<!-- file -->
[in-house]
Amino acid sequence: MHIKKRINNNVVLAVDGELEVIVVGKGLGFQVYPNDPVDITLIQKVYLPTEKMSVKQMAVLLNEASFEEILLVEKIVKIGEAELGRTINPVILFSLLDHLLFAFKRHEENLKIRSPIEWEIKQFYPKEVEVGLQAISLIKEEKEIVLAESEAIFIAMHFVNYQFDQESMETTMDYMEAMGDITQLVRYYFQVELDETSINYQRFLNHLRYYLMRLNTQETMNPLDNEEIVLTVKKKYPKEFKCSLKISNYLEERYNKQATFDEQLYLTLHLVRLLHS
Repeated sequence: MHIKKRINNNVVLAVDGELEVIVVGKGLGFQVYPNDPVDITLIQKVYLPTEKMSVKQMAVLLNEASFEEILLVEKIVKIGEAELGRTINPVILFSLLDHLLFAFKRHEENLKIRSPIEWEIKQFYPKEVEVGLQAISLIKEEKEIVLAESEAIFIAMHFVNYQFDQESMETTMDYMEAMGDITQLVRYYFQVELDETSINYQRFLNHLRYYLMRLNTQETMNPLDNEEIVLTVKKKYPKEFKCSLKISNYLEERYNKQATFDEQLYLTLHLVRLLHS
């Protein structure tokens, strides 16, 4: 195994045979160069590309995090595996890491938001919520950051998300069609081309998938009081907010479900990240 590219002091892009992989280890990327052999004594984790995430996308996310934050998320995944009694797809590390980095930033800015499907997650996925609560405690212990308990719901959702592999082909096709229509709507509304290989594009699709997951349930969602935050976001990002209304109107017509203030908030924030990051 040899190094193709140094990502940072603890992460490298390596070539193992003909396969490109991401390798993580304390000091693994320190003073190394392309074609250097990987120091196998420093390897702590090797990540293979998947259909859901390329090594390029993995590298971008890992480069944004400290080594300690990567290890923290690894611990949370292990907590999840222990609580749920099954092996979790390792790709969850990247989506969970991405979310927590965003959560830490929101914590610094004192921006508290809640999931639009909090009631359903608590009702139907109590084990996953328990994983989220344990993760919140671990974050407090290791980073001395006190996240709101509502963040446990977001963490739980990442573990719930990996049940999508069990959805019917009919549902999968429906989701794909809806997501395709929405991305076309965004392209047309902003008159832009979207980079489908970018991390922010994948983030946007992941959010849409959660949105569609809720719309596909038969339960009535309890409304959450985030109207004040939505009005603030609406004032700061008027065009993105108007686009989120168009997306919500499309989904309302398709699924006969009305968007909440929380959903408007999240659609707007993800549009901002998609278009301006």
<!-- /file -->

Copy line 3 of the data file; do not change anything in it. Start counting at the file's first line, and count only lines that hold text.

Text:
Repeated sequence: MHIKKRINNNVVLAVDGELEVIVVGKGLGFQVYPNDPVDITLIQKVYLPTEKMSVKQMAVLLNEASFEEILLVEKIVKIGEAELGRTINPVILFSLLDHLLFAFKRHEENLKIRSPIEWEIKQFYPKEVEVGLQAISLIKEEKEIVLAESEAIFIAMHFVNYQFDQESMETTMDYMEAMGDITQLVRYYFQVELDETSINYQRFLNHLRYYLMRLNTQETMNPLDNEEIVLTVKKKYPKEFKCSLKISNYLEERYNKQATFDEQLYLTLHLVRLLHS